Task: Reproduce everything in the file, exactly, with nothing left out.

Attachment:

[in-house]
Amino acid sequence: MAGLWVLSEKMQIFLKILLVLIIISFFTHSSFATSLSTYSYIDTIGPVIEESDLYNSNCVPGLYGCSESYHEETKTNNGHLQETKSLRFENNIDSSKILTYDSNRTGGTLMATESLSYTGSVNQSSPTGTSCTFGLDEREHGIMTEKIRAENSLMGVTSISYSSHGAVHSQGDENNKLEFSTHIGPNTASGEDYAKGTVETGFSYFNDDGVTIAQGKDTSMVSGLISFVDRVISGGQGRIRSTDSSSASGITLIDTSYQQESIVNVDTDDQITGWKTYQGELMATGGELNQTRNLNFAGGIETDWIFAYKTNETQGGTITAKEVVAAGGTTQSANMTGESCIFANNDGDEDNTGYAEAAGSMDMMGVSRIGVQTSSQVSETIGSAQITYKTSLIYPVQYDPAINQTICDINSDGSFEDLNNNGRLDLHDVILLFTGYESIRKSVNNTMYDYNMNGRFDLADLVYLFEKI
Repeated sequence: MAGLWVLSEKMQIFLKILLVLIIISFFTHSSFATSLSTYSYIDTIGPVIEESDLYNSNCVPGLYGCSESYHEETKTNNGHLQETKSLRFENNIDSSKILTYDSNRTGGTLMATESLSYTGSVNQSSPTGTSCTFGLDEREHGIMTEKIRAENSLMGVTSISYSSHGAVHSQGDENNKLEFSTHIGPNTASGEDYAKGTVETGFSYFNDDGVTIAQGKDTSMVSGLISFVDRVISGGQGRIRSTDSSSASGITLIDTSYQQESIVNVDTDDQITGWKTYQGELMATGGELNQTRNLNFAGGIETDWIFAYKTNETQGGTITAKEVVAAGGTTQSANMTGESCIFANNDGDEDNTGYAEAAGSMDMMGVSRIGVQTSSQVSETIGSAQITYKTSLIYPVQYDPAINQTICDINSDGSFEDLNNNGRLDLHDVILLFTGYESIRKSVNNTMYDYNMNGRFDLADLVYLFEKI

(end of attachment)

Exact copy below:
[in-house]
Amino acid sequence: MAGLWVLSEKMQIFLKILLVLIIISFFTHSSFATSLSTYSYIDTIGPVIEESDLYNSNCVPGLYGCSESYHEETKTNNGHLQETKSLRFENNIDSSKILTYDSNRTGGTLMATESLSYTGSVNQSSPTGTSCTFGLDEREHGIMTEKIRAENSLMGVTSISYSSHGAVHSQGDENNKLEFSTHIGPNTASGEDYAKGTVETGFSYFNDDGVTIAQGKDTSMVSGLISFVDRVISGGQGRIRSTDSSSASGITLIDTSYQQESIVNVDTDDQITGWKTYQGELMATGGELNQTRNLNFAGGIETDWIFAYKTNETQGGTITAKEVVAAGGTTQSANMTGESCIFANNDGDEDNTGYAEAAGSMDMMGVSRIGVQTSSQVSETIGSAQITYKTSLIYPVQYDPAINQTICDINSDGSFEDLNNNGRLDLHDVILLFTGYESIRKSVNNTMYDYNMNGRFDLADLVYLFEKI
Repeated sequence: MAGLWVLSEKMQIFLKILLVLIIISFFTHSSFATSLSTYSYIDTIGPVIEESDLYNSNCVPGLYGCSESYHEETKTNNGHLQETKSLRFENNIDSSKILTYDSNRTGGTLMATESLSYTGSVNQSSPTGTSCTFGLDEREHGIMTEKIRAENSLMGVTSISYSSHGAVHSQGDENNKLEFSTHIGPNTASGEDYAKGTVETGFSYFNDDGVTIAQGKDTSMVSGLISFVDRVISGGQGRIRSTDSSSASGITLIDTSYQQESIVNVDTDDQITGWKTYQGELMATGGELNQTRNLNFAGGIETDWIFAYKTNETQGGTITAKEVVAAGGTTQSANMTGESCIFANNDGDEDNTGYAEAAGSMDMMGVSRIGVQTSSQVSETIGSAQITYKTSLIYPVQYDPAINQTICDINSDGSFEDLNNNGRLDLHDVILLFTGYESIRKSVNNTMYDYNMNGRFDLADLVYLFEKI